WINDSOR, ONT. -- Peche Island is without a doubt one of the city’s wonders but the remote park at the neck of Lake St. Clair needs immediate work to stop erosion from eating the island away.

“It’s like an oasis in the city. And we’re really lucky to have it,” says Windsor Mayor Drew Dilkens. “If you think living in the City of Windsor and you think having Ojibway in your backyard is special, coming to Peche Island is spectacular.”

Windsor City Council’s concern is that Peche Island won’t be there if the city chooses to do nothing.

According to the Essex Region Conservation Authority, the island has lost 17 acres — nearly 20 per cent of its mass — since 1930.

Intensifying waves from the nearby shipping channel and consistently high water levels are causing advanced erosion on the north and north-east side of the island.

“With all the freighters going by daily or regularly, that creates a lot of big waves,” says Kevin Money of ERCA. “And those big waves have an impact on the shoreline.”

The result — steep erosion cliffs and fallen trees on the north-east side, which looks to be slipping into the water.

The city has already contributed $2.5 million, with ERCA chipping in an additional $600,000.


The price tag to mitigate the flooding and erosion concerns on Peche Island could be upwards of $6.5 million, money the mayor says needs to be spent to keep it here today and into the future.

“We’re at the point now where if we don’t make these investments, you might as well just take everything out, move away and let the island erode,” says Dilkens. “But that’s not how I see it. I want to make sure future generations can continue to come here, continue to enjoy this amazing place.”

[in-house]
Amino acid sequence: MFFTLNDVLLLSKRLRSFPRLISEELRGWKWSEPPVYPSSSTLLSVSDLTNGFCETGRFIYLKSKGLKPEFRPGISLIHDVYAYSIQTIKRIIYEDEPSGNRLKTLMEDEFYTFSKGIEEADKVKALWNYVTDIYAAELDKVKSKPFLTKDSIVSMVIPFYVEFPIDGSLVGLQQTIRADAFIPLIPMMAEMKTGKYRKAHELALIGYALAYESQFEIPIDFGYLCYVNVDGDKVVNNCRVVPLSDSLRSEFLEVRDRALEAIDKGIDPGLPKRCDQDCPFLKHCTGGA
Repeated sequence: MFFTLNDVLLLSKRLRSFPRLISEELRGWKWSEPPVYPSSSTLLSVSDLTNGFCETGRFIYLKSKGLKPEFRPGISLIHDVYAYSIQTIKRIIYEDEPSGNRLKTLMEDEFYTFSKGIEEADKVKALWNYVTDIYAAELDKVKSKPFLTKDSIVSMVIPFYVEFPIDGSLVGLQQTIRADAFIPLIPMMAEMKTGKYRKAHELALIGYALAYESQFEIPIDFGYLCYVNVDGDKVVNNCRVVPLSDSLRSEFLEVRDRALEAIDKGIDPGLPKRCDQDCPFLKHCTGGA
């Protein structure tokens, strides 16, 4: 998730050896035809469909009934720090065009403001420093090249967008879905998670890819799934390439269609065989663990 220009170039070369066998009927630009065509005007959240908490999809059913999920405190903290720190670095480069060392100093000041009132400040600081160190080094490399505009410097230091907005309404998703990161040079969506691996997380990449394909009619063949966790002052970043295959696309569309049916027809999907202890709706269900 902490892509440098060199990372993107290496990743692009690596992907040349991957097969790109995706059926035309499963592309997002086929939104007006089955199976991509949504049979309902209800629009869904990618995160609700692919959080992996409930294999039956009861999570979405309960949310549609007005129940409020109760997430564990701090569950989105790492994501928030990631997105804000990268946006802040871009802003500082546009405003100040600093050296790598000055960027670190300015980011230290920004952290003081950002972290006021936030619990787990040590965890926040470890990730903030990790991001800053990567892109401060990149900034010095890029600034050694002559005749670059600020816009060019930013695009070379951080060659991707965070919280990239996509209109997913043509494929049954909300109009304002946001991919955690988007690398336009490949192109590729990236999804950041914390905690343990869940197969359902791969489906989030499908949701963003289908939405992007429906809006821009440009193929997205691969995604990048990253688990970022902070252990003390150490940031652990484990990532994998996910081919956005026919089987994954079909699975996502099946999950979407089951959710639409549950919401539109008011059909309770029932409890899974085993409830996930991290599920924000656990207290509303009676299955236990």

The project is being broken into two phases, with 40 per cent of funding already committed by city council.

Phase one will see a series of rock walls to preserve the north side — while also providing a home to endangered fish species like the Northern Mad Tom small catfish.

“What we’re trying to do is create some habitat for that endangered species as well as the other 100 or so fish species that reside within the Detroit River,” says Money.

Once that work is complete, a bigger rockwall with 11,000 metric tons of aggregate will have to be shipped into place by a barge.

Mayor Dilkens also believes fixing up the iconic bridge built by Hiram Walker in the 1880s will be necessary to allow continued access throughout the island. That comes at a cost of $500,000.

“The spindles on this bridge match the spindles and the Canadian Club Brand Centre and at Willistead (Manor) and so the moulds still exist. We still have the original moulds in place to fix some of the original spindles in place,” the mayor says.

The city will apply for federal funding to offset future costs.

Work is expected to take two years — but if successful, should preserve the Island in its current state for the next century.